Amazon Going After Costco, Sam’s Club With ‘Pantry’ Bulk-Buying Service

For years, Amazon has been selling certain household goods, like toilet paper, cleaning supplies, and cereal, that are the bread-and-butter for warehouse clubs like Costco and Sam’s Club, but the online retailer has had trouble competing because of the shipping costs. That may change next year with the reported launch of something called Pantry.

USA Today has the goods on Pantry, which Amazon has not announced but which looks to be slated for a 2014 launch.

In spite of the fact that Costco and Amazon attract similar customers — people who want low prices, large selection and reasonably decent customer service — shipping has hampered Amazon’s ability to sell these everyday purchases in two ways. First, the cost of shipping these sorts of items is often inordinately high compared to the sale price. If Amazon eats that shipping cost, it may lose money. If it charges shipping costs to the customer, any value goes out the window.

Second, while many Costco and Sam’s Club shoppers have no problem loading up their carts with everything from computers to cream cheese, the idea of buying household staples and having to wait days for these purchases to arrive — or to have them come in separate shipments (not to mention all the cardboard boxes!) — is disconcerting.

While Pantry, which USA Today says will be marketed to Amazon Prime subscribers, can’t do anything about the time delay between ordering and receiving, it does deal with some of the other shipping-related issues.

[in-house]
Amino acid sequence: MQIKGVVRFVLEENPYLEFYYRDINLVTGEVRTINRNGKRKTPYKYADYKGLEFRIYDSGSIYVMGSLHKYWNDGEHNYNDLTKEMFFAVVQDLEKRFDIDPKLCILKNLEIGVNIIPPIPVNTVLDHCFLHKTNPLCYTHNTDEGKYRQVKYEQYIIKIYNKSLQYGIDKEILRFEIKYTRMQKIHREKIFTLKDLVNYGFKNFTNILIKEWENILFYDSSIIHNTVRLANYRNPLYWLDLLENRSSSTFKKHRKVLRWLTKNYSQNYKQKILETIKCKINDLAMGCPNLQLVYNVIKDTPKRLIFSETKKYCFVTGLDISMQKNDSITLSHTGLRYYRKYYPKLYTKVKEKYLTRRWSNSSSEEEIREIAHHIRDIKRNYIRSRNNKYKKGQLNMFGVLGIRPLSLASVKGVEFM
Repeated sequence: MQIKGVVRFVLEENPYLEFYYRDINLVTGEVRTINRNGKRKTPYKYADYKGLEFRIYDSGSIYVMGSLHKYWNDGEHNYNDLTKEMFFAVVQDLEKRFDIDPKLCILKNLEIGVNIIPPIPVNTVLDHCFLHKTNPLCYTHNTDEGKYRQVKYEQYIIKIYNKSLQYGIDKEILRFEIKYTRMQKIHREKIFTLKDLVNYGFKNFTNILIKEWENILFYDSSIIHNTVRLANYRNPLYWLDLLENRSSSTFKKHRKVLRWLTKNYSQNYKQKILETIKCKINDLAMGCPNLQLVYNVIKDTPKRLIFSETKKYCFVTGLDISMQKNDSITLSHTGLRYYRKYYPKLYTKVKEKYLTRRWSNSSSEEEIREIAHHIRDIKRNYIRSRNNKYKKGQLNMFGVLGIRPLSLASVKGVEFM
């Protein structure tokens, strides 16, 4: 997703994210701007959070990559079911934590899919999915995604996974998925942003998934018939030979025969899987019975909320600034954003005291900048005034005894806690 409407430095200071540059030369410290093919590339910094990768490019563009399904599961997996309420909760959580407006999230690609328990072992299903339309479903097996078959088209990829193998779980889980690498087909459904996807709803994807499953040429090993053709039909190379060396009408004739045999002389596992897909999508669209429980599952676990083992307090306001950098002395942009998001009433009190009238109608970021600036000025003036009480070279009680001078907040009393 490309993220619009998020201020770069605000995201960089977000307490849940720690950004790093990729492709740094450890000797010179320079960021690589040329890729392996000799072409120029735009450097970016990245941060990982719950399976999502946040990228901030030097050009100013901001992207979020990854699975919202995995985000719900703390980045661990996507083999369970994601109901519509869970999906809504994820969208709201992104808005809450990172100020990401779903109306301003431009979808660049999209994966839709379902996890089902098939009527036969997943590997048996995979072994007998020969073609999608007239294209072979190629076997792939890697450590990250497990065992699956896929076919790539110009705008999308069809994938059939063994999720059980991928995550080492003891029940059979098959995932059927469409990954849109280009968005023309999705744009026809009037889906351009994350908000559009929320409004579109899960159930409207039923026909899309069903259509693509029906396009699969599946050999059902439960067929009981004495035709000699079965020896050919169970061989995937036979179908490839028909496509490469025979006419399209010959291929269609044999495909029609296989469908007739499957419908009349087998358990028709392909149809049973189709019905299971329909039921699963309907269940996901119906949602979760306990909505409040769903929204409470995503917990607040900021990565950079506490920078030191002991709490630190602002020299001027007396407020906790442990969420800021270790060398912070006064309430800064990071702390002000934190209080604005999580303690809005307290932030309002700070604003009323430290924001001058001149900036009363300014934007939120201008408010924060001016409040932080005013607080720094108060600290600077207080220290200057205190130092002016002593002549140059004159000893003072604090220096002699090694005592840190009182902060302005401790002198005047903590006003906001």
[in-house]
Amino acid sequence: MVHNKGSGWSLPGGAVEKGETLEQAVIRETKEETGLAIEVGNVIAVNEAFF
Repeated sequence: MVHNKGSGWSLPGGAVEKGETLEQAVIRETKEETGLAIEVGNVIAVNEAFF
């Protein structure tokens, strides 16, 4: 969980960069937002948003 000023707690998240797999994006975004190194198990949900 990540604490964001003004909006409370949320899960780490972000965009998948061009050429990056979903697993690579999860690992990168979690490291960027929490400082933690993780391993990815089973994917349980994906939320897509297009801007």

From the USA Today story:

It will launch with about 2,000 products typically found in the center of grocery stores, such as cleaning supplies, kitchen paper rolls, canned goods like pet food, dry grocery items like cereal and some beverages.

Amazon will let Prime shoppers put as many of these items into a set sized box, up to a specific weight limit. If the products fit and they don’t exceed the maximum weight, Amazon will ship the box for a small fee.

So Amazon cuts down on its shipping costs by grouping as many items as possible into one box, especially if all those boxes are the same size and about the same weight.

The customer will get all his orders at once and without the cardboard apocalypse that would have occurred if items had shipped separately. It certainly won’t be a Costco-killer, but it could give Amazon a bigger slice of the $850 billion/year packaged goods market.

Of course, much remains to be seen about Pantry. Will the prices be comparable to what you get at warehouse clubs? Will Pantry be selling the same super-sized mayonnaise jars and triple packs of ketchup, or will the items for sale be more what you’d find in a typical grocery store? For customers purchasing multiple Pantry boxes at once, we’ll be curious to see if Amazon optimizes boxes so that customers get the most value out of them, or if the e-tailer will arrange items so as to squeeze the most money from the customer.

We won’t know the answers to any of this until Amazon reveals more info (or if anyone at the company wants to tell us at tips@consumerist.com)